Things you should consider including in your contract

  • Who owns the rights. With non-exclusive art you do, with exclusive art the client does.
  • What the client can do with the art. Think of sharing it on social media and using it for educational purposes. These things usually go with non-exclusive art. And whether or not the client can monetize and edit it (which should only be allowed with exclusive art).
  • What you can do with the art. Think of things like: Using it on social media, specific websites, monetizing the art, and artbooks.
  • Referring to the artist. Your client is paying you and shouldn’t be forced to refer to you when they post the art online. You should state this to avoid confusion. However, you can always ask your client to do so. Most won’t mind. You can make it easier on them by also including a .jpg version of your art on a low resolution which includes your signature.
  • State clearly what the art cannot be used for. There may be some things you don’t want to be associated with, like politics, bullying, and racism. You can have a contract declared void when someone uses it for things you excluded. It might be a bit more tricky when you sell the rights, (exclusive art) but you still make a good chance.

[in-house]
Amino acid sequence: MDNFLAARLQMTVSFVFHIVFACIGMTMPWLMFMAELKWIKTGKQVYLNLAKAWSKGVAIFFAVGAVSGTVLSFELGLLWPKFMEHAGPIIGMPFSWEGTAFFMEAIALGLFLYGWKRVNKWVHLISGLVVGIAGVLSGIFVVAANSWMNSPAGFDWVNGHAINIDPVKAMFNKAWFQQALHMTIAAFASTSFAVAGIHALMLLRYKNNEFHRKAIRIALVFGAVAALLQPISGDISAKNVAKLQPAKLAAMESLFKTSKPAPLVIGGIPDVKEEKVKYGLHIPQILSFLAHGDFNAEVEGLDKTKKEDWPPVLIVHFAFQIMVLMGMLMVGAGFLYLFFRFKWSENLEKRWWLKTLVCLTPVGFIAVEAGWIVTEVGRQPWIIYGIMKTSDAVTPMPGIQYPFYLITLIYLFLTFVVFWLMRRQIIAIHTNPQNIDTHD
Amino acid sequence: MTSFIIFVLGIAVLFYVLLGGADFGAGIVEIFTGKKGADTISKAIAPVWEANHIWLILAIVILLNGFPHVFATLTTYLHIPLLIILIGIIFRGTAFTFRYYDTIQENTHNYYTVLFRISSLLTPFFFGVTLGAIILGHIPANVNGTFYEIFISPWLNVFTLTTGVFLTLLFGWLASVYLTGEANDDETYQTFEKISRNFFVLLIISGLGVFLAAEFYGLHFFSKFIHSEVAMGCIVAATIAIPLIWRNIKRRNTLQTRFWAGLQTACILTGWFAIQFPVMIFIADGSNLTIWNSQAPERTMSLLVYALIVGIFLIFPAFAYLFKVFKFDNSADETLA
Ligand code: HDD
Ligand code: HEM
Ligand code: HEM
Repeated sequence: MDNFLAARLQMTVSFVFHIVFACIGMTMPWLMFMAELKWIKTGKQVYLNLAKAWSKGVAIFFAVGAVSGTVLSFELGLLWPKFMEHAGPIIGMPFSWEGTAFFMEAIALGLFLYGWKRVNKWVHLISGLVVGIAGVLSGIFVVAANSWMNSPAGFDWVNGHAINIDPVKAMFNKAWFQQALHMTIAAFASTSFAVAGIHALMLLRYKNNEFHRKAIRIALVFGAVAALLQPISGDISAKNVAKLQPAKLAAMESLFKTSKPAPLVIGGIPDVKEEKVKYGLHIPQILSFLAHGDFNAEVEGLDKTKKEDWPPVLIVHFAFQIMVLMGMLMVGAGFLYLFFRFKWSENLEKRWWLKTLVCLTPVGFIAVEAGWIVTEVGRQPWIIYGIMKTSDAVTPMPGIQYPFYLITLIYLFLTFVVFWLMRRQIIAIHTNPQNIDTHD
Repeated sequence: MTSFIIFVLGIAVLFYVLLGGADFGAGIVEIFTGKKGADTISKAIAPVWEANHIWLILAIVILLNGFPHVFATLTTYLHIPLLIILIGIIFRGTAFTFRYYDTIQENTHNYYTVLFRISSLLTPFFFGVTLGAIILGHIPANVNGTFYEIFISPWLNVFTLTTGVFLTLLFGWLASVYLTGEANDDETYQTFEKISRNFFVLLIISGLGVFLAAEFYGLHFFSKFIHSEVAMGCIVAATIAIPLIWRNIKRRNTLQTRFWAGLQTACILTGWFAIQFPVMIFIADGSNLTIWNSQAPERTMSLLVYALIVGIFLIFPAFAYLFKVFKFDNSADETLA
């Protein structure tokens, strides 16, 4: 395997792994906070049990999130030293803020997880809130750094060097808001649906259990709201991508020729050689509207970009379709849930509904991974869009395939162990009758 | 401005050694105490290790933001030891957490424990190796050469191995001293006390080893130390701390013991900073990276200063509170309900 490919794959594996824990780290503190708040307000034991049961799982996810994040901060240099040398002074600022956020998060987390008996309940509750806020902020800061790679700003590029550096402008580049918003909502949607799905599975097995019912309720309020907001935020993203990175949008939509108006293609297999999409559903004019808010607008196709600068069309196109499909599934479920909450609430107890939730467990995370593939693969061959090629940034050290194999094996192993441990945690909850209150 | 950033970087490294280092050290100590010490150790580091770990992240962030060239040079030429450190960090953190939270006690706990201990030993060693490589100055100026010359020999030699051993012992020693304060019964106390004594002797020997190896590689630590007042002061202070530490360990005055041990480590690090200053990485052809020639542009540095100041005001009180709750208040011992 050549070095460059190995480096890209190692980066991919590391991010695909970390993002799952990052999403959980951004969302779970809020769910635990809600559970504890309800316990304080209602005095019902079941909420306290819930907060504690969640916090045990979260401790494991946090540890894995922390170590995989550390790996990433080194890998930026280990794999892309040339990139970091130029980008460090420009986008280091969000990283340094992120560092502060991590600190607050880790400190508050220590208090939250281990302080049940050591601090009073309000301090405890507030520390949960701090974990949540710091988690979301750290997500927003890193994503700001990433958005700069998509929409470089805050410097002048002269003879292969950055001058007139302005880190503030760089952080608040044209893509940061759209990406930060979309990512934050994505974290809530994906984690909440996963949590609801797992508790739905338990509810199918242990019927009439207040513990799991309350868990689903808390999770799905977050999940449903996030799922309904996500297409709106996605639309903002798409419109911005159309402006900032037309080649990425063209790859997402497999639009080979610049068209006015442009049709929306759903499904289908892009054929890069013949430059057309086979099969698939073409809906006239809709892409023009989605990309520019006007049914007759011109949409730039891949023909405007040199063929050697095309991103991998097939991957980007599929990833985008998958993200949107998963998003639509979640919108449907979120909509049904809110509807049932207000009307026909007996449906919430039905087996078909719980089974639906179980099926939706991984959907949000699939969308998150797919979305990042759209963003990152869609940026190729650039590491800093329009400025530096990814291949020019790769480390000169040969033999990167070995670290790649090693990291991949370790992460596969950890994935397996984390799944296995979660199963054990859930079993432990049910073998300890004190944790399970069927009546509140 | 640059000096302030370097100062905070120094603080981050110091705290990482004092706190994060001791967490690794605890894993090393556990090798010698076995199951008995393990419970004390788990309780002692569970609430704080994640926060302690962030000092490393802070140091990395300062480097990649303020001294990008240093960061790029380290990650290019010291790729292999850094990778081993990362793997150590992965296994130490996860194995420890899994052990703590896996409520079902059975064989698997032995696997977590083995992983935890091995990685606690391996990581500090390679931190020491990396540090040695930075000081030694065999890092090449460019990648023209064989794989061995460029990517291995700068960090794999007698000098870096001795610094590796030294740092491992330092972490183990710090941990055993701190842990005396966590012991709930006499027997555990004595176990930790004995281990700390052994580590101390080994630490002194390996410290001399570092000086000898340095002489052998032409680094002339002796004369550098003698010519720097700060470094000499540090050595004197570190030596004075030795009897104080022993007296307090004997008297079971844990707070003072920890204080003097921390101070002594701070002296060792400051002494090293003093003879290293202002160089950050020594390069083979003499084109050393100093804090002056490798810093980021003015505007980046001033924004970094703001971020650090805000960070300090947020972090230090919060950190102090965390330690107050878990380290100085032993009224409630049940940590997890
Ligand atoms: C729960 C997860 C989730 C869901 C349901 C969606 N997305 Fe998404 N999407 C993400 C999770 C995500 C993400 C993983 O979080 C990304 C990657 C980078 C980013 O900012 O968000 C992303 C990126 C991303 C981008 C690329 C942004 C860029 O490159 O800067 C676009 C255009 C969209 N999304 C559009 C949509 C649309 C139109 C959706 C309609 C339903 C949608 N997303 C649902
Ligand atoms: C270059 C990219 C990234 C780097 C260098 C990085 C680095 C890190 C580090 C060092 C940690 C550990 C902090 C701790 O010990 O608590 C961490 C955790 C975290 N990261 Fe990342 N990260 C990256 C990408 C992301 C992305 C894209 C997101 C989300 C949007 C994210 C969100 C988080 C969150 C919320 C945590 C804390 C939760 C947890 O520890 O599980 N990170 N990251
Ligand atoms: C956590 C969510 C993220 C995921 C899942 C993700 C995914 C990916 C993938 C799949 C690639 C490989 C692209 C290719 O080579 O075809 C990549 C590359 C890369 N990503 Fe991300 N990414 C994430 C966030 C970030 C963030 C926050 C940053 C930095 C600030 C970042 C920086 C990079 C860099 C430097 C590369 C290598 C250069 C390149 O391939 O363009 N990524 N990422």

• Clarify what will happen with the art when your client doesn’t pay the final part. Sometimes clients don’t pay up and you end up with a partially or totally finished artwork that is not claimed. Add in your contract that you can monetize this artwork otherwise (like selling it to someone else or selling prints).
  • State that you will never claim ownership of the IP. The term ‘intellectual property’ or ‘IP’ refers to the property rights that arise in the outcomes of creative and intellectual processes, such as artworks, designs, and inventions. This is basically an idea of your client. You will comfort your client by stating that you won’t take their IP from them even when they don’t pay up. Consider changing the artwork thoroughly when you decide to sell it through a different channel.

Costs and payment terms

Costs and payment terms are among the most important things you could put in a contract for your client.
Photo by Markus Winkler on Unsplash

Just like the items above, this should be part of your terms and conditions as well. However, these agreements may vary from client to client, as will the price. Save some extra space in your contract near the end of it to clear when what payment is due, and also refer to the consequences when your client doesn’t pay up.